For both of them, the primary ingredient is flour. In pretty much everything you bake, flour is either the primary ingredient or the second of two equal amounts. Very occasionally, a recipe will call for more sugar than flour, but I don’t bake things with that much sugar in it. I’m pre-diabetic and would like to remain “pre.”
Q14] Which country is the second biggest market for fast food – China or Canada?
I would bet on China simply because it’s huge and contains so much of the human race. Canada is a physically big country with a relatively small population, so I don’t think they’d beat out China for anything except maybe, moose. Canada definitely has more moose.
PQ15] What is your favourite meal to cook and explain why?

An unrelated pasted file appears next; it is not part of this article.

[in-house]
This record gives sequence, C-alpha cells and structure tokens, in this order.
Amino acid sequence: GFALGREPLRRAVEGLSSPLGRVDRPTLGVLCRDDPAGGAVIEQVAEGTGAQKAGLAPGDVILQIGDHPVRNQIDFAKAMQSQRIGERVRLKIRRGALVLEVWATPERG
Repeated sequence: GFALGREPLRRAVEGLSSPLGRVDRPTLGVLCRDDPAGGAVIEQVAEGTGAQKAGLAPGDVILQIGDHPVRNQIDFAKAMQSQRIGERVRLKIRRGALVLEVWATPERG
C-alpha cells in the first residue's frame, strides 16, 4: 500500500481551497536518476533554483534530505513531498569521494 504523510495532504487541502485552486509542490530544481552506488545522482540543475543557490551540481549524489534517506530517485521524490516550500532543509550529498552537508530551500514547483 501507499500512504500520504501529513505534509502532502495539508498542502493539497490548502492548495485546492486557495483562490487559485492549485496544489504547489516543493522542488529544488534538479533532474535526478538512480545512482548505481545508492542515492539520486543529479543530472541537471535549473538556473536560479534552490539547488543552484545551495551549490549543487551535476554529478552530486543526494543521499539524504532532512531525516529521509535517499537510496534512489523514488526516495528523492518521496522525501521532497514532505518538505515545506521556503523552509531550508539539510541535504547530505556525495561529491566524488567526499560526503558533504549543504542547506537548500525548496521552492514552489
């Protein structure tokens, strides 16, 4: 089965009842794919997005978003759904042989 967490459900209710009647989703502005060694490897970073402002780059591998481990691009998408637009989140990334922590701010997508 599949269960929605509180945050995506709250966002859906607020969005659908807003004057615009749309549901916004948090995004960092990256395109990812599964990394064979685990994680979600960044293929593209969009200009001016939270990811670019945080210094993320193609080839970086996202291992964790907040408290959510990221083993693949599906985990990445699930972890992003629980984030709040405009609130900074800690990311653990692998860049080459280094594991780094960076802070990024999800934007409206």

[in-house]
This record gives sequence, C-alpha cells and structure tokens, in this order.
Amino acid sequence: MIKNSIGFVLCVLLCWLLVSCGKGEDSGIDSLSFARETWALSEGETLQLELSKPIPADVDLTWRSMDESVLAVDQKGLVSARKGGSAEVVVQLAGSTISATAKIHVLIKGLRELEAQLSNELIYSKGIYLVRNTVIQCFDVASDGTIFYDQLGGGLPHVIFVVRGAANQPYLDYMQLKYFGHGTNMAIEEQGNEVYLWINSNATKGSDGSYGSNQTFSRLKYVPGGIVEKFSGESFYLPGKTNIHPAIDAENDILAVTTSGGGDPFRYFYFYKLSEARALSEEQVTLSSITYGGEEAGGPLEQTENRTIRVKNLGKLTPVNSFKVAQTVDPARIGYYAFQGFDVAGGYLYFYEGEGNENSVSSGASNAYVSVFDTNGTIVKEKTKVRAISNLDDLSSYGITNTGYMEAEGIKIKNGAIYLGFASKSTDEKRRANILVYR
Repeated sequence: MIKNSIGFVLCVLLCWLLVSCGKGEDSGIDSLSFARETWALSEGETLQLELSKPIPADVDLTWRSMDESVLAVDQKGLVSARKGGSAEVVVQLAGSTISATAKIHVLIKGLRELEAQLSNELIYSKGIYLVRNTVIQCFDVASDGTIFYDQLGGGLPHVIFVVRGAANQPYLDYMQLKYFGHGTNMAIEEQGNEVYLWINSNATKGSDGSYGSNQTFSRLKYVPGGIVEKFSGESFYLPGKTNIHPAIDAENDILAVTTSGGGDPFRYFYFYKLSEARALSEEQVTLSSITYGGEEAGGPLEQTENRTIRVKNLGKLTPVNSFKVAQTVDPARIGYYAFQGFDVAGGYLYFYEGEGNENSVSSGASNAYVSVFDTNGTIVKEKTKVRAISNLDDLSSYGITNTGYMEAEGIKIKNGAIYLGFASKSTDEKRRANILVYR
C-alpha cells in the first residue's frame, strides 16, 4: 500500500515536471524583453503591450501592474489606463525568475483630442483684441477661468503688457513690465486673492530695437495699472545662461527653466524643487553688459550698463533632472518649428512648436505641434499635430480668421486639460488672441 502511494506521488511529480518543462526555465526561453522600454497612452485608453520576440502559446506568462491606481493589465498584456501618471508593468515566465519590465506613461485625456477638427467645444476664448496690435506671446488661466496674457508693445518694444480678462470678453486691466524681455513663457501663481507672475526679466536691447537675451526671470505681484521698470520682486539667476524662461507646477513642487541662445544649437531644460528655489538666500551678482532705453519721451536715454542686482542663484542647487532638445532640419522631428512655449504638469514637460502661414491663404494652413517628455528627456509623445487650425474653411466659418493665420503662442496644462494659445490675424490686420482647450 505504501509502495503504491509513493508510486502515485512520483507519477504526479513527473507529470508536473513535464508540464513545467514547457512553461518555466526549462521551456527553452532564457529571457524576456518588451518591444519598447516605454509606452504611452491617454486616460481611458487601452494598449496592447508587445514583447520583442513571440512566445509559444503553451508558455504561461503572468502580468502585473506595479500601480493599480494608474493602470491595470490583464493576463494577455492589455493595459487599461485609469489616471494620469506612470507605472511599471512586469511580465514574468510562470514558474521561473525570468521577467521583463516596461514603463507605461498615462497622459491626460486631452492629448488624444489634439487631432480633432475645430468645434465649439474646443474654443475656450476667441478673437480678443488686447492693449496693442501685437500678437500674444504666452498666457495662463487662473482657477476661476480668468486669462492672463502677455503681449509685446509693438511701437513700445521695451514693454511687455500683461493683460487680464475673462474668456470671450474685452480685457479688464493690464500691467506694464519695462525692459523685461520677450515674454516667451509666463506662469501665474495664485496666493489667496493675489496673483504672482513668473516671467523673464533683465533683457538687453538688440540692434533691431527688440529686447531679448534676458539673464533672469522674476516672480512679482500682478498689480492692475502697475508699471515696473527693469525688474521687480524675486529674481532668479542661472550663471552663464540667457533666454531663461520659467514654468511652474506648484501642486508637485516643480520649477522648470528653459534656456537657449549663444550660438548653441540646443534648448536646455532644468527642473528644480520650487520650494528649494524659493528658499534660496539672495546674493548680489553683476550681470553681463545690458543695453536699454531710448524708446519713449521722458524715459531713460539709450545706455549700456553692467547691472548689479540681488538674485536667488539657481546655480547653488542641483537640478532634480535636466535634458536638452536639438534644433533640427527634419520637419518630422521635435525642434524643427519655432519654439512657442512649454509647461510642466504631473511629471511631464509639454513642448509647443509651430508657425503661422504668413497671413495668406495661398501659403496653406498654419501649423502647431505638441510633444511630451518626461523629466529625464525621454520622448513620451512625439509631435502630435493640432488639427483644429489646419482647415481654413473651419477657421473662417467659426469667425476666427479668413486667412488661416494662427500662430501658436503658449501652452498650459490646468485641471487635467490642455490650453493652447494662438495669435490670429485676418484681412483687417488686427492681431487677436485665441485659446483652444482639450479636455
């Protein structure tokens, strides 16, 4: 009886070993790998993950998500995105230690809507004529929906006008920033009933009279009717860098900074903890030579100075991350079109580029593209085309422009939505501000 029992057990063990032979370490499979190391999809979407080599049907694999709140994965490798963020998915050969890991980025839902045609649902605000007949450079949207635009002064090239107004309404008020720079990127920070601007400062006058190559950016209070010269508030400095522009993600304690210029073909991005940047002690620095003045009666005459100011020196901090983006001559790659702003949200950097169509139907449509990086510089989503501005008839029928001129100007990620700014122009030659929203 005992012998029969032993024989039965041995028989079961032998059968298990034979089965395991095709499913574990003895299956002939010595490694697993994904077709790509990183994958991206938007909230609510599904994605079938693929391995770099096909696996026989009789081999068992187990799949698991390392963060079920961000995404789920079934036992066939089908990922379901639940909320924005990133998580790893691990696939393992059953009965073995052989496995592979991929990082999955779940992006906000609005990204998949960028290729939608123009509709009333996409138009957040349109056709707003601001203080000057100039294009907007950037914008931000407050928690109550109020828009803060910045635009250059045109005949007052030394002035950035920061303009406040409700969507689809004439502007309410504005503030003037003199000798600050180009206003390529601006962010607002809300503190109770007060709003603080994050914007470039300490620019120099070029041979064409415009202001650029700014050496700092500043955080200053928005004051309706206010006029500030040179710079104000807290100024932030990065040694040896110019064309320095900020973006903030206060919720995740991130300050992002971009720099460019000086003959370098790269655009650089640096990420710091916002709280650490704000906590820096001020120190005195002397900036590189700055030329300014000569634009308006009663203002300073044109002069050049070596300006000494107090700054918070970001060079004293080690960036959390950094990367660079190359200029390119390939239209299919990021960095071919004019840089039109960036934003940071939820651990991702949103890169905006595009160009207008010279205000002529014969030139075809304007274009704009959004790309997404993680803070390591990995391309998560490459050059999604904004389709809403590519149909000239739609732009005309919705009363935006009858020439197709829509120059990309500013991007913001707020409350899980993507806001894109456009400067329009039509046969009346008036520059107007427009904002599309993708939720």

I don’t think I actually have one. There are so many things I can’t eat — or Garry can’t eat — a lot of the fun foods are not fun anymore.
Q16] What is venison?
Q17] True or False – Beefsteak is a variety of Tomato?
Q18] It’s Halloween, and you need to make a Jack-o-lantern, so you need to find a … ?
A pumpkin that’s the right shape for your art. After that, you would want a knife and a scoop. Preferably a small and very sharp knife. Maybe something like a gouge — a round thing you might use to core an apple (there’s a word for it, but I don’t remember it). A thin line magic marker isn’t a bad idea, either, if you’re getting fancy.
For a final piece de resistance, you’ll want a candle and something with which to light it.
OR, these days, if you are a painter, you can skip the carving and paint the pumpkin. The good thing about painting is that a painted pumpkin doesn’t rot as fast as a carved one.
Q19] Are humans omnivore, herbivore or carnivore?
Omnivore unless you are a vegan. If you are a vegan, you’re a herbivore.
PQ20] Are you deleting any questions, if so which ones?
Nope. Food is not so important to me today. Time does weird things to appetite.
Q21] What is another name for Sweet Corn?